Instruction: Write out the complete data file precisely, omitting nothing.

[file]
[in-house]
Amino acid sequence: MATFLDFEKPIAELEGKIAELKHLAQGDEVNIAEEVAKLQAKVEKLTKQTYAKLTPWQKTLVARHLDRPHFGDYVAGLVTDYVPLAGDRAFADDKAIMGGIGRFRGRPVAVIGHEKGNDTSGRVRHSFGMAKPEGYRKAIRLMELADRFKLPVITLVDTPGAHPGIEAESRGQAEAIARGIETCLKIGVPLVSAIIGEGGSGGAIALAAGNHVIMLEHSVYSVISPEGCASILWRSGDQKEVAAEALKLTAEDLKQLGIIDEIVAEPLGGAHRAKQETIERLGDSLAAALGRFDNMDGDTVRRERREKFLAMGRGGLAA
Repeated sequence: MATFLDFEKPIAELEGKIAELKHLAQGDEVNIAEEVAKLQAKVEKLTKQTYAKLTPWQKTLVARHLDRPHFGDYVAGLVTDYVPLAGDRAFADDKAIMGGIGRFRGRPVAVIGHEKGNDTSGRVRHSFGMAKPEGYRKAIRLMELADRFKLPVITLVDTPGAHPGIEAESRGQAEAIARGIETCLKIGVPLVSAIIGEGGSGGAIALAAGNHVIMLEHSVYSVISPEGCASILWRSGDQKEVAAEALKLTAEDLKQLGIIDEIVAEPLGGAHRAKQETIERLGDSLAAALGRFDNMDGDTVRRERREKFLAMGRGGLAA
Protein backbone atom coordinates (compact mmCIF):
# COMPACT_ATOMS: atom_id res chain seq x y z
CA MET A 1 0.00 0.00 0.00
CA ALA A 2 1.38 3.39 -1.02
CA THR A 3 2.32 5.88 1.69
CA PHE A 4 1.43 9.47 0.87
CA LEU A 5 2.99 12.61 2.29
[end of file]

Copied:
[in-house]
Amino acid sequence: MATFLDFEKPIAELEGKIAELKHLAQGDEVNIAEEVAKLQAKVEKLTKQTYAKLTPWQKTLVARHLDRPHFGDYVAGLVTDYVPLAGDRAFADDKAIMGGIGRFRGRPVAVIGHEKGNDTSGRVRHSFGMAKPEGYRKAIRLMELADRFKLPVITLVDTPGAHPGIEAESRGQAEAIARGIETCLKIGVPLVSAIIGEGGSGGAIALAAGNHVIMLEHSVYSVISPEGCASILWRSGDQKEVAAEALKLTAEDLKQLGIIDEIVAEPLGGAHRAKQETIERLGDSLAAALGRFDNMDGDTVRRERREKFLAMGRGGLAA
Repeated sequence: MATFLDFEKPIAELEGKIAELKHLAQGDEVNIAEEVAKLQAKVEKLTKQTYAKLTPWQKTLVARHLDRPHFGDYVAGLVTDYVPLAGDRAFADDKAIMGGIGRFRGRPVAVIGHEKGNDTSGRVRHSFGMAKPEGYRKAIRLMELADRFKLPVITLVDTPGAHPGIEAESRGQAEAIARGIETCLKIGVPLVSAIIGEGGSGGAIALAAGNHVIMLEHSVYSVISPEGCASILWRSGDQKEVAAEALKLTAEDLKQLGIIDEIVAEPLGGAHRAKQETIERLGDSLAAALGRFDNMDGDTVRRERREKFLAMGRGGLAA
Protein backbone atom coordinates (compact mmCIF):
# COMPACT_ATOMS: atom_id res chain seq x y z
CA MET A 1 0.00 0.00 0.00
CA ALA A 2 1.38 3.39 -1.02
CA THR A 3 2.32 5.88 1.69
CA PHE A 4 1.43 9.47 0.87
CA LEU A 5 2.99 12.61 2.29